Teens make and grow friendships online and in combination with real life. A Pew Research Center report found that 57% of teenagers ages 13-17 have met a new friend online. Almost 30% of teens say they’ve made more than five friends on social media or in online games.
Though many of these friendships remain online only, teens also stay connected to real-life friends through social media and other online tools. The Pew report showed 70% of teens say social media helps them stay more connected to how their friends are feeling and that 88% of teens text their friends and use other messaging and video apps to stay in touch. And this research is PRE COVID – so I’m guessing these numbers will skyrocket in the next round of research.
Also (be still my ‘90s teenage heart), 85% of teens still call each other on the phone. I love it, but I was still outraged when my teen answered his phone during dinner and proceeded to answer multiple questions about the upcoming science test before admitting “my mom says I have to go.” DURING OUR FAMILY DINNER. My eyes were debating whether to bulge out of my head or roll all the way back to my brain.
Use Technology to Teach Responsibility
Relationships online tend to have the same stumbling blocks as relationships in person. As parents, we can look for opportunities to have important conversations with our kids to teach responsibility and healthy relationship-building.
- Appropriate ways to respond to peer pressure
- The fact that being a friend means forgiving from time to time (and saying you’re sorry)
- Trust builds slowly and breaks quickly
- Choosing friends wisely and based on the right things
- Priorities (Is winning the game or losing a friend more important?)
- How and when to stand up for what’s right or hold a friend accountable
- Processing negative emotions like disappointment, frustration or anger (please tell me I’m not the only mom who hears high pitched screams across the house from teens on video games)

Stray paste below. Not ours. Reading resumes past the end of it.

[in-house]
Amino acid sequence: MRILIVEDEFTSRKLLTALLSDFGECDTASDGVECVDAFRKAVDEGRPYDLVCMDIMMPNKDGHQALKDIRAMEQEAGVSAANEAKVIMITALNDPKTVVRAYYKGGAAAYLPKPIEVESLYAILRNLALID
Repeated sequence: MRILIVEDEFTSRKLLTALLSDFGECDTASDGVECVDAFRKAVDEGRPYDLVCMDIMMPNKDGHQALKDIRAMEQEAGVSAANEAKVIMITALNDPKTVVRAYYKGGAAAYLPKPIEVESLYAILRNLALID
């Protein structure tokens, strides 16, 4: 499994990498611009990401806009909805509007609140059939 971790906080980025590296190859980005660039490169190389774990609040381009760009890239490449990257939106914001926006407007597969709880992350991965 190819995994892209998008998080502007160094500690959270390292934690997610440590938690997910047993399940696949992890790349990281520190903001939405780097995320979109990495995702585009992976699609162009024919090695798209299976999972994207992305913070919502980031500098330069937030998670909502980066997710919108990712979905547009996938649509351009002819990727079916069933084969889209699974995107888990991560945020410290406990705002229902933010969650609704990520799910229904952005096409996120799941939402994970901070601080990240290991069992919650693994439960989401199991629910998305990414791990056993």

- How to reset our perspective when we start comparing ourselves to others
Technology will teach our teens some harder life lessons as well, and we can be there to help. Research shows that:
- 42 percent of teens who use social media have had someone post things about them that they cannot change or control.
- 21 percent report feeling worse about their own life because of what they see from other friends on social media.
- 40 percent of teen social media users feel pressure to post only content that makes them look good to others and get lots of comments or likes.
- 52 percent of all teens have experienced drama among their friends on social media.
- 13-year-olds who checked social media accounts 50-100 times a day were 37% more distressed than those who checked just a few times a day. The number goes up to 47% for kids who check more than 100 times a day.
We can also teach our kids about setting boundaries with technology by establishing phone-free zones and times (ahem, my dinner table) and making sure there’s a time when all technology turns off for the night and comes out of bedrooms for charging in a place parents can monitor.
The American Academy of Pediatrics offers a customizable and printable Family Media Plan. You enter the names and ages of kids and then go through categories like screen-free zones and times, ways to balance online and off-line time, digital citizenship and safety. You can check boxes on provided items or write your own. (A couple of my favorites: not keeping phones under the table at meals under “Manners” and not texting while crossing the street or sharing texts or photos without permission under “Digital Citizenship.”) Then you can print it out to discuss or post in the house.
We can encourage our teens to prioritize time spent in person with friends when possible, and to understand that spending time together online isn’t quite the same. A Pew Research Center study found that even before COVID, only 25% of teens were spending time with friends in person outside of school on a daily basis.
Teach Responsibility By Modeling It
Here are our kids helping us drop off the more than 200 hoodies our SALT effect community donated to Star House for homeless teens over the holidays.
It might feel like our kids only care what their friends think, but they’re still watching and listening to us as parents. They’re looking at how we spend our time, whether we spend time with friends and what those friendships look like.
They also need us to make the time to connect with our kids and actively listen to them – though it may be at sporadic and random times. Maintaining a meaningful connection makes a big difference for your teen’s mental and physical health.
Our tweens and teens need to see us placing value on time spent together without technology:
- playing games
- taking road trips
- reading books
- going outside
- volunteering as a family
- doing other shared hobbies
We would love to hear how you’re teaching responsibility to your tweens and teens in a technology-filled world.
Do you have rules that work really well to create healthy boundaries? Have you had important conversations with your kids about their online interactions or habits?
We’re writing a whole new rulebook for parenting in a digital world. It’s going to take plenty of trial and error, but leaning on and learning from one another is a huge help!